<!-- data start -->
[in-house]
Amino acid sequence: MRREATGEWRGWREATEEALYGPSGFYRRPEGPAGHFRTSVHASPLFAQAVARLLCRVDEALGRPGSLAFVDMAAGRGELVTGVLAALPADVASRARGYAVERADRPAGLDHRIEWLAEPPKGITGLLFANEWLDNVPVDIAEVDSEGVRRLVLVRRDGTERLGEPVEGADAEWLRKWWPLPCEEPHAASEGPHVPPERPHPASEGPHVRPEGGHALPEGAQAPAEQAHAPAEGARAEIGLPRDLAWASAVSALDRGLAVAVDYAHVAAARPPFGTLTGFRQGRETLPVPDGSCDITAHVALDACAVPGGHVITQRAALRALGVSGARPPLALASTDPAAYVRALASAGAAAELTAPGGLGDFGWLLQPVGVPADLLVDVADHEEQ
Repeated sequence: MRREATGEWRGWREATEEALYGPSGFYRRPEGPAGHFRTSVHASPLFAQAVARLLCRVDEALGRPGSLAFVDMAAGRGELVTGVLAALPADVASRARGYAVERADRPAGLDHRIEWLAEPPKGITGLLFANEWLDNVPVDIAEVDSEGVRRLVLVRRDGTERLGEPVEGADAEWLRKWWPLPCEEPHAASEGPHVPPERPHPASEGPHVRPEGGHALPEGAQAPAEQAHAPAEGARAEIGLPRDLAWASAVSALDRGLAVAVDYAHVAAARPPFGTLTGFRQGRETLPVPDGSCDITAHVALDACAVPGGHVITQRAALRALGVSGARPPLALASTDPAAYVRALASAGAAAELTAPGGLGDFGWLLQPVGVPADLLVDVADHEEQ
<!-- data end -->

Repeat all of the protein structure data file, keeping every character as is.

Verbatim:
[in-house]
Amino acid sequence: MRREATGEWRGWREATEEALYGPSGFYRRPEGPAGHFRTSVHASPLFAQAVARLLCRVDEALGRPGSLAFVDMAAGRGELVTGVLAALPADVASRARGYAVERADRPAGLDHRIEWLAEPPKGITGLLFANEWLDNVPVDIAEVDSEGVRRLVLVRRDGTERLGEPVEGADAEWLRKWWPLPCEEPHAASEGPHVPPERPHPASEGPHVRPEGGHALPEGAQAPAEQAHAPAEGARAEIGLPRDLAWASAVSALDRGLAVAVDYAHVAAARPPFGTLTGFRQGRETLPVPDGSCDITAHVALDACAVPGGHVITQRAALRALGVSGARPPLALASTDPAAYVRALASAGAAAELTAPGGLGDFGWLLQPVGVPADLLVDVADHEEQ
Repeated sequence: MRREATGEWRGWREATEEALYGPSGFYRRPEGPAGHFRTSVHASPLFAQAVARLLCRVDEALGRPGSLAFVDMAAGRGELVTGVLAALPADVASRARGYAVERADRPAGLDHRIEWLAEPPKGITGLLFANEWLDNVPVDIAEVDSEGVRRLVLVRRDGTERLGEPVEGADAEWLRKWWPLPCEEPHAASEGPHVPPERPHPASEGPHVRPEGGHALPEGAQAPAEQAHAPAEGARAEIGLPRDLAWASAVSALDRGLAVAVDYAHVAAARPPFGTLTGFRQGRETLPVPDGSCDITAHVALDACAVPGGHVITQRAALRALGVSGARPPLALASTDPAAYVRALASAGAAAELTAPGGLGDFGWLLQPVGVPADLLVDVADHEEQ